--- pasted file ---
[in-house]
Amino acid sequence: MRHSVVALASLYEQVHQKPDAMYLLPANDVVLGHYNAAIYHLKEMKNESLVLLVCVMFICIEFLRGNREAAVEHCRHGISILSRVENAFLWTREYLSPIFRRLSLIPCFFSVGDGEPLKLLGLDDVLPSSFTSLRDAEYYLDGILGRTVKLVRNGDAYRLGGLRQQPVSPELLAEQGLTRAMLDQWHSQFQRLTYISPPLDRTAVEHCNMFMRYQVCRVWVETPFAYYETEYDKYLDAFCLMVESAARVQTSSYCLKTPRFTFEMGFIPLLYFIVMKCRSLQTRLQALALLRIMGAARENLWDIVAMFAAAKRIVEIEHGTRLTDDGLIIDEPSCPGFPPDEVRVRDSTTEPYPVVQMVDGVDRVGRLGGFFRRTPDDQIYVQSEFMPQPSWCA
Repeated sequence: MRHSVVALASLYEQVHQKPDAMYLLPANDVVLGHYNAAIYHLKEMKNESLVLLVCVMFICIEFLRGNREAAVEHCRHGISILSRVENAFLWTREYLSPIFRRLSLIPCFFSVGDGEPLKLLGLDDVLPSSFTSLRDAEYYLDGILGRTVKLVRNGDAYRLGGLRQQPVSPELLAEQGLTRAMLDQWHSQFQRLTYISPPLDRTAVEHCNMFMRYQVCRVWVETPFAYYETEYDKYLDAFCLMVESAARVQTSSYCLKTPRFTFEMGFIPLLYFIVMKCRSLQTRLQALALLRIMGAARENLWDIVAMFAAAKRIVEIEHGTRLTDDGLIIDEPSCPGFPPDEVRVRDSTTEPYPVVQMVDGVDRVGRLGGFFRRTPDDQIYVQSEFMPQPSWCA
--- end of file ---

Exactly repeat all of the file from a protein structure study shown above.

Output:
[in-house]
Amino acid sequence: MRHSVVALASLYEQVHQKPDAMYLLPANDVVLGHYNAAIYHLKEMKNESLVLLVCVMFICIEFLRGNREAAVEHCRHGISILSRVENAFLWTREYLSPIFRRLSLIPCFFSVGDGEPLKLLGLDDVLPSSFTSLRDAEYYLDGILGRTVKLVRNGDAYRLGGLRQQPVSPELLAEQGLTRAMLDQWHSQFQRLTYISPPLDRTAVEHCNMFMRYQVCRVWVETPFAYYETEYDKYLDAFCLMVESAARVQTSSYCLKTPRFTFEMGFIPLLYFIVMKCRSLQTRLQALALLRIMGAARENLWDIVAMFAAAKRIVEIEHGTRLTDDGLIIDEPSCPGFPPDEVRVRDSTTEPYPVVQMVDGVDRVGRLGGFFRRTPDDQIYVQSEFMPQPSWCA
Repeated sequence: MRHSVVALASLYEQVHQKPDAMYLLPANDVVLGHYNAAIYHLKEMKNESLVLLVCVMFICIEFLRGNREAAVEHCRHGISILSRVENAFLWTREYLSPIFRRLSLIPCFFSVGDGEPLKLLGLDDVLPSSFTSLRDAEYYLDGILGRTVKLVRNGDAYRLGGLRQQPVSPELLAEQGLTRAMLDQWHSQFQRLTYISPPLDRTAVEHCNMFMRYQVCRVWVETPFAYYETEYDKYLDAFCLMVESAARVQTSSYCLKTPRFTFEMGFIPLLYFIVMKCRSLQTRLQALALLRIMGAARENLWDIVAMFAAAKRIVEIEHGTRLTDDGLIIDEPSCPGFPPDEVRVRDSTTEPYPVVQMVDGVDRVGRLGGFFRRTPDDQIYVQSEFMPQPSWCA